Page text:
Just in case you missed the first time . . .
- 31 December: Here’s to the New Year
- 24 December: ‘Tis the night before Christmas
- 20 December: From Macy’s to Dickens on the plains
- 12 December: Eden rocked
- 9 December: The aftermath, continued . . .
- 8 December: Immediate aftermath
- 7 December: The date still lives in infamy
- 5 December: The mean widdle man-kid
- 21 November: Freed fall
- 20 November: A twin triumph for Lurene Tuttle
We’re building a history here . . .
Tag Archives: Groucho Marx
Now comes the time for Jack Benny and CBS to put Bill Paley’s money where the comedian’s mouth is. The question before the houses of Paley and NBC emperor David Sarnoff is whether the jump proves bonanza or bust.
It seems perversely appropriate that the nation’s Uncle Miltie-to-be delivers a good-natured satire of radio a year before he becomes Mr. Television. For all his radio years, Milton Berle will probably be the luckiest man alive to land his Texaco Star Theater television job and legend—because he’s actually known as old-time radio’s biggest prolonged failure.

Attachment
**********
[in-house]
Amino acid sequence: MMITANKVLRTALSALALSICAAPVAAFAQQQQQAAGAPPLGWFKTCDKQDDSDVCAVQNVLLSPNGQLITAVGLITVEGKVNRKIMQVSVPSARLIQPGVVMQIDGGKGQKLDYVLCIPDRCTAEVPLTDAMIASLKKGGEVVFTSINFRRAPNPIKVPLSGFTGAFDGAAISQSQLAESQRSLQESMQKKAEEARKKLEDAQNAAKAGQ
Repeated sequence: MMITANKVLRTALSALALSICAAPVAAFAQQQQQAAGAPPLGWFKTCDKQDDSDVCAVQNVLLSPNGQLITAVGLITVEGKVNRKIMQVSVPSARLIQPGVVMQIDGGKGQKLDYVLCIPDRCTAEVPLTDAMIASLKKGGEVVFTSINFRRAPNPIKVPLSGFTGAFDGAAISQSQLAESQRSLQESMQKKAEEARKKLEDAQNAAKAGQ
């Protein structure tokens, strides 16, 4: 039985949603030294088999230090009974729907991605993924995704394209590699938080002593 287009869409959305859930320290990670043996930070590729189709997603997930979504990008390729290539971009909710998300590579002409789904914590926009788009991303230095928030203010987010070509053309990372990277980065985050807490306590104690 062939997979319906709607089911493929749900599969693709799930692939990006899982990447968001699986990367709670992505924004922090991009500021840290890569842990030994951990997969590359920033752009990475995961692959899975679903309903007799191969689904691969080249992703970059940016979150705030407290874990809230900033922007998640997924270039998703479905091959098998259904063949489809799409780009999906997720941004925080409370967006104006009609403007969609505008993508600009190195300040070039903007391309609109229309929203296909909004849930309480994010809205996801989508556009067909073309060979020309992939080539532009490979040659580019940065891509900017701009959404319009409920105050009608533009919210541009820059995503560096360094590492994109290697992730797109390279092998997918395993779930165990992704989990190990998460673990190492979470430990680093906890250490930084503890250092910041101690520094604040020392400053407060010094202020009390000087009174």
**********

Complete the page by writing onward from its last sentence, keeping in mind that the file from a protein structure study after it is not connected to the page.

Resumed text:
Flywheel, Shyster & Flywheel: The Ocean Cruise (NBC, 1933)
About fifteen years before he’ll become a smash hosting the absurdist quiz show You Bet Your Life, Groucho Marx, with brother Chico, is actually wrapping up season one and done of a charming little comedy that isn’t going to be renewed despite finishing fifth in the Monday night ratings. Flywheel, Shyster & Flywheel may not be the blockbuster Amos ‘n’ Andy still is, but it’s a bona-fide hit, anyway, all things considered. Why cancel?
Jack Benny says farewell to the network that’s been his radio home since 1932, preparing to move in a week to CBS. What’s the big deal, considering how frequently shows changed networks—usually, when they changed sponsors—prior to tonight? Easy: NBC has been Benny’s radio home since 1932, and his loyalty inside the industry is the proverbial stuff of legend.
As proves so with just about all radio entertainers, Fred Allen yields to the impact of Pearl Harbour on his first show following the atrocity. The classic Texaco Star Theater introduction—the clanging bells and siren, punctuated by the cartoonish car horn, telegraphing a brief fanfare and announcer Jimmy Wallington’s hail (“It’s Texaco time with Fred Allen!”)—is muted for once.